Anthropogenic food subsidies attract opportunistic generalists like gulls in high densities, which may lead to negative impacts on human communities and local ecosystems. Managing impacts requires understanding why gulls use particular natural or industrial sites at different times of day or phases of the breeding cycle. Use of natural and human-influenced habitats likely varies temporally as gulls alter schedules and site selection to match the predictability of different resources as they vary through space and time relative to patterns in human activities and natural rhythms, whilst gull resource requirements and restrictions to movement also shift with changing reproductive demands. We quantified seasonal and circadian patterns in American herring gull interactions with anthropogenic and natural sites throughout breeding using GPS data from 15 gulls tracked over three years. We examined the weekly probability of gull occurrence at distinct destinations (e.g., islands, offshore, fish processing plants), and how occurrence varied with time of day, weekday/weekend, and tide phase, using GLMMs with a binomial response for destination-specific occurrence. Probability at the colony varied predictably through the breeding season (highest attendance from dusk to dawn, during incubation and early chick rearing), providing confidence in the modelling approach for detecting temporal patterns in behaviour. Gulls visited other islands mostly outside incubation and chick rearing, from dusk through night, likely roosting. Occurrence offshore where interaction with fishing vessels is possible was highest from dusk to dawn, but was the most likely destination during incubation and early chick rearing. Occurrence at fish plants gradually increased until after fledging when attendance was highest from Aug-Oct coincident with the peak of Atlantic herring processing, and was more likely during the weekdays, during working hours, and during low and flood tide. Gulls in southwest Nova Scotia, Canada, have the behavioural flexibility to adapt to natural rhythms and human schedules when beneficial, enabling them to thrive in a region where industry and natural resources are abundant. These findings can provide information to guide when and where to test different subsidy management strategies locally, while also considering potential increased pressures on island ecosystems.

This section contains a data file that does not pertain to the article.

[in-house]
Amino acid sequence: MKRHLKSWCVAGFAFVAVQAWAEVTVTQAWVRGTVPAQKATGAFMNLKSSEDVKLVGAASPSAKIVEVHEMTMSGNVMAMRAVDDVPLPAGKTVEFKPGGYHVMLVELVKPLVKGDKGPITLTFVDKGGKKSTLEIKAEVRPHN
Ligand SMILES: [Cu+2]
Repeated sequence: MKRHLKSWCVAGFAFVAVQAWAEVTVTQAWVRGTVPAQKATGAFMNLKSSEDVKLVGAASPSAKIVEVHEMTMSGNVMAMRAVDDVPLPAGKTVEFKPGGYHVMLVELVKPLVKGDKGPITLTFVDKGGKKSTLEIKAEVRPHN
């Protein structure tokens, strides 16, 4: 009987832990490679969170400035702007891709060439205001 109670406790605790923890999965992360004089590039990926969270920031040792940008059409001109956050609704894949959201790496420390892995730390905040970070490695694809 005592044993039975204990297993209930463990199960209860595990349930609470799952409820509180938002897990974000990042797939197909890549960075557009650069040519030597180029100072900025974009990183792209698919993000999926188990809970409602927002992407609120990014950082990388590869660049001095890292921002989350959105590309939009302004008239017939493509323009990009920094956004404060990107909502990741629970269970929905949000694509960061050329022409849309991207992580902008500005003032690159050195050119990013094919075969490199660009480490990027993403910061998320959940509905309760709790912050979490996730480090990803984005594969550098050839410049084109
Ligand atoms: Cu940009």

Data package
Data from: Greater spear nosed bats commute long distances alone, rest together, but forage apart
O'Mara, M. Teague; Dechmann, Dina K.N.
Animals frequently forage in groups on ephemeral resources to profit from social information and increased efficiency. Greater spear-nosed bats, Phyllostomus hastatus, develop group-specific social calls, which are hypothesized to coordinate social foraging to feed on patchily distributed balsa flowers. To test this, we tagged all members of three social groups of P. hastatus on Isla Colo n, Panama , using high-frequency GPS during a season when balsa had begun to flower. We found that bats commuted 20-30 km to foraging sites, more than double the distance reported previously. In contrast to our expectations, we found that tagged individuals did not commute together, but did join group members in small foraging patches with high densities of flowering balsas on the mainland. We hypothesized that close proximity to group members would increase foraging efficiency if social foraging were used to find flower clusters, but distance between tagged individuals did not predict foraging efficiency or energy expenditure. However, decreased distance among tagged bats positively influenced the time spent outside roosting caves and increased the duration and synchrony of resting. These results suggest that social proximity appears to be more important during resting and that factors other than increased feeding efficiency may structure social relationships of group members while foraging. It appears that, depending on the local resource landscape, these bats have an excellent map even of distant resources and may use social information only for current patch discovery. They then may no longer rely on social information during daily foraging.